Rabbit: A Compiler for Scheme/Chapter 11

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88 11. Comparison with Other Work The only other work we know of similar to ours is that in [wand and Friedman]. They use a technique from category theory known as factorization to isolate trivial expressions. As far as they go, their work is similar to ours; they have written a compiler for LISP code, producing output code which uses continuations. However, they indicate that they cannot interface compiled and interpreted code correctly. Moreover, while they use continuations, they do not make general use of closures, and in fact there is no clue that closures are permitted in their source language, or that functions are permissible as data objects. (In fact, there is evidence to the contrary in several examples they give involving an expression (NAPCAR (QUOTE (LAMBDA . . . )) . . .) These seem to indicate that they have not made the crucial distinction between treating a function as a data object and treating a representation of a function as data.) wand and Friedman do realize the importance of tail-recursion, but fail to mention the necessity for lexical scoping (perhaps taking it for granted). We feel that the contributions of category theory may provide interesting new ways to analyze programs, but also feel that Wand and Friedman have not, in the work cited, explored it thoroughly, since they have not even explored the issue of closures as such.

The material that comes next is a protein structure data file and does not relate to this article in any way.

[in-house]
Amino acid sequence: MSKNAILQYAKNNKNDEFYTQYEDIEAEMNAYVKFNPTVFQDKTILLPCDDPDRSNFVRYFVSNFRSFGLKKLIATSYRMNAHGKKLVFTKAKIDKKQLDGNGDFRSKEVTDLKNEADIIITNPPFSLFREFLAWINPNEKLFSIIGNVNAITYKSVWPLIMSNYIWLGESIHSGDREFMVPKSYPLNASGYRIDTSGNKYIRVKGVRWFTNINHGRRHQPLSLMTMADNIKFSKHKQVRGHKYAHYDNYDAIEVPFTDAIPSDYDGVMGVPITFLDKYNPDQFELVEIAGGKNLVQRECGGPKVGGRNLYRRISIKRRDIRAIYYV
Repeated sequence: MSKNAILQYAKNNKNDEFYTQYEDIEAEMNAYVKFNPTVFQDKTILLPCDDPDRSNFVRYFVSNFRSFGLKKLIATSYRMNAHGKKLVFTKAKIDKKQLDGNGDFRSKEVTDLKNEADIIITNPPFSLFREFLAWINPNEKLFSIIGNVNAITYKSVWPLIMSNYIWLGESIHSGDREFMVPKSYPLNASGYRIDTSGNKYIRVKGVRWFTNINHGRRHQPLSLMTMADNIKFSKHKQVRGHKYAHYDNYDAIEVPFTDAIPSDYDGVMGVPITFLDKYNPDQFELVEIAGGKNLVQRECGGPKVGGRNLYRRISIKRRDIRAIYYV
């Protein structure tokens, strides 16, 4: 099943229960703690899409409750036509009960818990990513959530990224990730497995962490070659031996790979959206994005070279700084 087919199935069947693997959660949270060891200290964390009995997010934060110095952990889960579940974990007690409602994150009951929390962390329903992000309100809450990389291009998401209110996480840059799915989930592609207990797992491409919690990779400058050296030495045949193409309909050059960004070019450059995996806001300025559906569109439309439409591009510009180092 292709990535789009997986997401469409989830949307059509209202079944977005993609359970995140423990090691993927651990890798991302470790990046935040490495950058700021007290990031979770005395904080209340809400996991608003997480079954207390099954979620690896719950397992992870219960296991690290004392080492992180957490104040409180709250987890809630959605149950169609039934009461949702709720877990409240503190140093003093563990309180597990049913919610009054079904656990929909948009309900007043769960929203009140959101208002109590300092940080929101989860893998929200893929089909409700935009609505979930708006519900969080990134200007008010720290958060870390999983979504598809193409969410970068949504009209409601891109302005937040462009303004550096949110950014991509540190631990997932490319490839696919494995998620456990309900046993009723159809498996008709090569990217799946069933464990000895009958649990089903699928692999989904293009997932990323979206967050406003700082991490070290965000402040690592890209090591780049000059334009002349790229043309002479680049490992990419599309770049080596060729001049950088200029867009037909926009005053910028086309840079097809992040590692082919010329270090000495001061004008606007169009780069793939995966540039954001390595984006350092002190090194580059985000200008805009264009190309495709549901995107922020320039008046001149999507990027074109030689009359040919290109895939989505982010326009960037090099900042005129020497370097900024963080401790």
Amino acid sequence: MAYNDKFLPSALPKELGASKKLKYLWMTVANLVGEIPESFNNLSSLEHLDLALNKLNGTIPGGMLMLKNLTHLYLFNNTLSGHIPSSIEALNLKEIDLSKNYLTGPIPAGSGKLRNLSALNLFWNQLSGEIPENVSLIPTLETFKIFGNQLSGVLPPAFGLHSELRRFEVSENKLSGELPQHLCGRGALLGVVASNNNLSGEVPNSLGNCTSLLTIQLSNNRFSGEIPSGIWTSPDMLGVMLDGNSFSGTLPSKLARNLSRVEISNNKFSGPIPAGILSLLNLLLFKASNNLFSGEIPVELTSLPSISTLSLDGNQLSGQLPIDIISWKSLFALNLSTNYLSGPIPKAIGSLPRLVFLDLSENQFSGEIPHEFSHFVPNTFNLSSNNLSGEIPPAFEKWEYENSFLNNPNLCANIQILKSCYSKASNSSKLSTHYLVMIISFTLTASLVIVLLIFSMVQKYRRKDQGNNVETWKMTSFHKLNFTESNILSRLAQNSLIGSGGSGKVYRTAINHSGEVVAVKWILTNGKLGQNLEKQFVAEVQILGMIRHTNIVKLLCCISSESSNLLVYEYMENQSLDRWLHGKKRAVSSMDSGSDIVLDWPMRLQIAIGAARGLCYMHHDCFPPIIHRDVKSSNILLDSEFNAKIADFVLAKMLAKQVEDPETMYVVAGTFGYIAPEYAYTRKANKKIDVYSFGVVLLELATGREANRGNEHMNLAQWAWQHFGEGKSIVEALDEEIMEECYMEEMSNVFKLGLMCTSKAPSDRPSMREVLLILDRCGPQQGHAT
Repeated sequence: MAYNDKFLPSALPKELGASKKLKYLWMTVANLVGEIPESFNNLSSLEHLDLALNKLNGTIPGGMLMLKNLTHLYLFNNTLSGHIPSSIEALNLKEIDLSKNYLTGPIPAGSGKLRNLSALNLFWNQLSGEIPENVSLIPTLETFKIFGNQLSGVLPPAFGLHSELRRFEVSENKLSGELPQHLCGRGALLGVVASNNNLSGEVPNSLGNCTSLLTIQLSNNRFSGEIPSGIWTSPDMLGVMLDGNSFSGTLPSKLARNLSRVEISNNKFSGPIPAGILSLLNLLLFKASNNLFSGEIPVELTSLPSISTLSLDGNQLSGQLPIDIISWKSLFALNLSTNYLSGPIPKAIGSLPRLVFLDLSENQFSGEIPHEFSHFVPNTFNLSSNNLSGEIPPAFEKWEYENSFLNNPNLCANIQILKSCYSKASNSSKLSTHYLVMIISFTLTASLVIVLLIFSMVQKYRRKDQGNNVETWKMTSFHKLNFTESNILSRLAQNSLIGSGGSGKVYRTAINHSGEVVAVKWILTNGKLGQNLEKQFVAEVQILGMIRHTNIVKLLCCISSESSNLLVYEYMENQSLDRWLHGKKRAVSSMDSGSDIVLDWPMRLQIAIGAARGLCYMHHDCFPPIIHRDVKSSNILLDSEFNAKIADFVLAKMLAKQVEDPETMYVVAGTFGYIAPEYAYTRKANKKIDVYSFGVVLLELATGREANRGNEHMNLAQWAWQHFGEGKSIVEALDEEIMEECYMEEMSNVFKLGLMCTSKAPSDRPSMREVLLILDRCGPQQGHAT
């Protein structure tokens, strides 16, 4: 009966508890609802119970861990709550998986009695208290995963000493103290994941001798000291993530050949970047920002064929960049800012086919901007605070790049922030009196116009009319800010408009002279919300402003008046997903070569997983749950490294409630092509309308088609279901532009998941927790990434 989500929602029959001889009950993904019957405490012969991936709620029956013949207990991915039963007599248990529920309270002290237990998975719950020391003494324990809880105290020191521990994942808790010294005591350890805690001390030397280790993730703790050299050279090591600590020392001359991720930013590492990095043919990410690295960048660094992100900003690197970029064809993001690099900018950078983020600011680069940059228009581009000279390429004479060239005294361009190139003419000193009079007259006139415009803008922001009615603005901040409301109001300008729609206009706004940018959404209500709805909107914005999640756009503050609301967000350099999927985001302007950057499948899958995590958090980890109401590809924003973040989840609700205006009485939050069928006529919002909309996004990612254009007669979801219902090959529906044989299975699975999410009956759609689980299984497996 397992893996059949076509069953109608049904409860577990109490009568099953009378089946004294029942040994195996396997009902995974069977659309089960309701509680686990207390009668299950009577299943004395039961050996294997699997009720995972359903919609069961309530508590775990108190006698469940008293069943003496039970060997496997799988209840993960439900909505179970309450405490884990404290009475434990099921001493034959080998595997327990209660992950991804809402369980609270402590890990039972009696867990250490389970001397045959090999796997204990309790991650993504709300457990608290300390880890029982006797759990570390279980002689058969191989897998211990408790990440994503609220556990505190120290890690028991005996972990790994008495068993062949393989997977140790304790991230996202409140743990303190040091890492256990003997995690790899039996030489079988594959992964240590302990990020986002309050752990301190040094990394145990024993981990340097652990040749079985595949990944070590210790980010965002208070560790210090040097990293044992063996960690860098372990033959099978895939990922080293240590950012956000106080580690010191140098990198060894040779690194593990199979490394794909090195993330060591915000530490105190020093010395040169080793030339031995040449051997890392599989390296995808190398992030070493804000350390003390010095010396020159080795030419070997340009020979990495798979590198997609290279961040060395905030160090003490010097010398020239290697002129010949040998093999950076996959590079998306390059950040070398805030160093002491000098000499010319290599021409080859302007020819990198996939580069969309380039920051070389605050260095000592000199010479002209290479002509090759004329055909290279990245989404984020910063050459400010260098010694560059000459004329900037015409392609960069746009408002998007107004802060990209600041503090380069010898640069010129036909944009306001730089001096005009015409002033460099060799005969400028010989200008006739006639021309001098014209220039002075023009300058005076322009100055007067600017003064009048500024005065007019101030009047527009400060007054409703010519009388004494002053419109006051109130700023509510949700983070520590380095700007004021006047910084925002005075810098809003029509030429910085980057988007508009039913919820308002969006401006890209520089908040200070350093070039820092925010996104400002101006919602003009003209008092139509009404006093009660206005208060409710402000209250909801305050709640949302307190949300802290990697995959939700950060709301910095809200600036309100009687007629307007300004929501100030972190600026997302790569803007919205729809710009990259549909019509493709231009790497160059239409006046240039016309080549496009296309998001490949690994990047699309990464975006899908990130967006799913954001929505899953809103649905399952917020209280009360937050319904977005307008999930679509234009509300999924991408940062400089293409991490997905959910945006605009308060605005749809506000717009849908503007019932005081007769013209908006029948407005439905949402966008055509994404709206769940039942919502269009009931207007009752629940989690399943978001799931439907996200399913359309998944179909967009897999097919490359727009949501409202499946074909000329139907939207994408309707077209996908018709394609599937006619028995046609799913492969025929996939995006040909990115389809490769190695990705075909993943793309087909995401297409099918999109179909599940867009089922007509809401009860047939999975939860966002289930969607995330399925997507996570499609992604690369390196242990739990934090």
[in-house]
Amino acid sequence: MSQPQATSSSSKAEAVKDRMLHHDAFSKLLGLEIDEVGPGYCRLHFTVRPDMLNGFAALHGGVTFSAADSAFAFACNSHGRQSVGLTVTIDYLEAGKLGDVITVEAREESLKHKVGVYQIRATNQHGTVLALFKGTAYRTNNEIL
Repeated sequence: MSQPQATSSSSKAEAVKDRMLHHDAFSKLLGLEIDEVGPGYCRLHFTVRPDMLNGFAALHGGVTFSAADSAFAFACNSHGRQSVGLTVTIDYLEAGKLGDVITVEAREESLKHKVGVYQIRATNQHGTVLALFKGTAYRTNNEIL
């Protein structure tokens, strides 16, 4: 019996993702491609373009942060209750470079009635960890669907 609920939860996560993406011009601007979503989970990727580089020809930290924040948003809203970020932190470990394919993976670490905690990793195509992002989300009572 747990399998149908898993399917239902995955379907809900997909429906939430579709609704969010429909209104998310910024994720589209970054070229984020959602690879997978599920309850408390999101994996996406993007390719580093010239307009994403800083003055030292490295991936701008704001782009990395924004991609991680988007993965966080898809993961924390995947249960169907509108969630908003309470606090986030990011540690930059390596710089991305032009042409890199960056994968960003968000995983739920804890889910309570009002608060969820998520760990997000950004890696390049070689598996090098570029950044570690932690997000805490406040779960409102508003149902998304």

Somewhat more distantly related is the work of Carter and others at the IBM T.J. watson Research Lab. [Carter] This work is similar in spirit, in that it uses "macro definitions" of complex operators, which are integrated into the program being compiled, followed by source-to-source program transformations which optimize the resulting code. However, they have primarily worked with

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B9 definitions of complex data manipulations, such as string concatenation, whereas this report has dealt exclusively with environment and control operations.

(Also, as a matter of taste, we find SCHEME a simpler and more tractable language to deal with than the low-level dialect of PL/1 used in [Carter], partly because of its closeness to lambda-calculus and partly because SCHEME inherits from LISP the natural ability to deal with representations of its own programs.)